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Blackout Below Birmingham in the Abandoned WWII Tunnels

Entrance to the Longbridge tunnels (all photographs by the author)

Just below the surface of Longbridge, an area just outside of Birmingham, UK, amidst the various residential redevelopments, lies a series of forgotten tunnels that are now only enjoyed by the odd urban explorer who can find a way in. These otherwise neglected tunnels are one of many, but nonetheless important, relics of Midlands military history.

This network of tunnels was initially built in pre-war 1936. However, they really came into their own during WWII where they allowed for the concealed construction of aircraft engines and other components. By creating these “Shadow Tunnels,” the 10,000 workers employed down there were able to work regardless of the blackout regulations, whilst simultaneously staying well hidden from the Luftwaffe bombers.

Women assembling crankcases for aero engines in the tunnels

After the war, they were used as part of the MG Rover works, as well as a storage facility. Over the years, many rumors have sprung up about other things that have happened down there, as well as a great deal of speculation about a Mini Clubman car that was discovered with only 11 miles on the clock and almost beyond repair, though a Mini enthusiast bought the vehicle and paid to have it legally removed in 2012.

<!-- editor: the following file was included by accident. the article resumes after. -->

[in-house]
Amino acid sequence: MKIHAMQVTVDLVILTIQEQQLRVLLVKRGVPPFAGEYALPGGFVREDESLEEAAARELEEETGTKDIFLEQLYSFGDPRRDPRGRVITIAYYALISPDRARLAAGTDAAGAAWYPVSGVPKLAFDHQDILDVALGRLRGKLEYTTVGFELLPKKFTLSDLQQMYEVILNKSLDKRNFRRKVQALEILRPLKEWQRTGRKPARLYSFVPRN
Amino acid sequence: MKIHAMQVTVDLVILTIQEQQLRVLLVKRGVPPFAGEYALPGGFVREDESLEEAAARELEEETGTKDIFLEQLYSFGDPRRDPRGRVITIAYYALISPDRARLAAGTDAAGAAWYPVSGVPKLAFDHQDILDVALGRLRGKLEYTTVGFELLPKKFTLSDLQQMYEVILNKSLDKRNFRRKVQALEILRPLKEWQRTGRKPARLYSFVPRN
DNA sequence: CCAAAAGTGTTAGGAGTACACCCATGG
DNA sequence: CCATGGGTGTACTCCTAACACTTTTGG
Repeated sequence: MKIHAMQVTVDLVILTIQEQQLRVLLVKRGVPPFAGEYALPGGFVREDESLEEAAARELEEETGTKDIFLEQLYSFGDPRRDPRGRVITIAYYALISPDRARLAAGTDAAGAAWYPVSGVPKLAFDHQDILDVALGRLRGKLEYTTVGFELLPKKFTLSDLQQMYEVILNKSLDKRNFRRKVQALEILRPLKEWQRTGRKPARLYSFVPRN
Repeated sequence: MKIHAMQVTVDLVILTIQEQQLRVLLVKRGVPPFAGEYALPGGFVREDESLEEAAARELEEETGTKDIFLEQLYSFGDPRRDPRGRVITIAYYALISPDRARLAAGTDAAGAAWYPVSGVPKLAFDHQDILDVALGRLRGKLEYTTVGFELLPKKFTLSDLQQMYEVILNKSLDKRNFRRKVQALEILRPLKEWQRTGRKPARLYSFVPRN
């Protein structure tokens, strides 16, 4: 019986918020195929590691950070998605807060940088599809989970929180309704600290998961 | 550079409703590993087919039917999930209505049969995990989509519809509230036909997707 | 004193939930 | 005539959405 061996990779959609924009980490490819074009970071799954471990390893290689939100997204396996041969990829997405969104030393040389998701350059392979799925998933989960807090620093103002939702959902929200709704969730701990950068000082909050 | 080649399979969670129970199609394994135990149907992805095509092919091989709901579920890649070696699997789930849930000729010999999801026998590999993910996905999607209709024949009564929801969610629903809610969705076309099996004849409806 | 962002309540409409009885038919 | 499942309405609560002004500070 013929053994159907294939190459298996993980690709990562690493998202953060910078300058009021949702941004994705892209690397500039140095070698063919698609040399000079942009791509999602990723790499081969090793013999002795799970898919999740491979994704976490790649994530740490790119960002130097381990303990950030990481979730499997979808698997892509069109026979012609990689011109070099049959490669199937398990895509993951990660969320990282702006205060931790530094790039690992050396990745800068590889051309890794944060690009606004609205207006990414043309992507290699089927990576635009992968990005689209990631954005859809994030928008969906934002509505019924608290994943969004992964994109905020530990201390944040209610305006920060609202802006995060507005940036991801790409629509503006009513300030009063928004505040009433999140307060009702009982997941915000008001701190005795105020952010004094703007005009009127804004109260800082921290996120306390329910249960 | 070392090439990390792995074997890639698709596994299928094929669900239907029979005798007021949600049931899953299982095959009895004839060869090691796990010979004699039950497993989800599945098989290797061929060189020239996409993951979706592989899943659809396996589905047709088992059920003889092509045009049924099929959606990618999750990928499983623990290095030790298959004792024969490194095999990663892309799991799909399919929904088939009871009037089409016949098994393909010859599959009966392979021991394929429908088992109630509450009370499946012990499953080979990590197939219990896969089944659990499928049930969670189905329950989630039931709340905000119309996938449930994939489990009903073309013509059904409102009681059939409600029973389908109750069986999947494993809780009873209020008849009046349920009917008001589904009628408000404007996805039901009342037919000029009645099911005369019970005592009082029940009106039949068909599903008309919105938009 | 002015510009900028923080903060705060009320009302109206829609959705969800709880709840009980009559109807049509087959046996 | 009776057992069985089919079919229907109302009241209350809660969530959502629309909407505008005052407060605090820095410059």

Now as Birmingham and the surrounding area undergoes various redevelopments, the tunnels have been discarded. Yet, as you can see from the pictures below, not a lot has changed over the years (aside from an inch or two of oily water covering the floor). Machinery and equipment still remains, though you need some rather powerful flashlights as absolutely no natural light infiltrates the tunnels.

This was taken just inside the entrance, you can see just how dark it gets as you delve into its depths

Some of the machinery that still remains

 

All photographs by Ophelia Holt.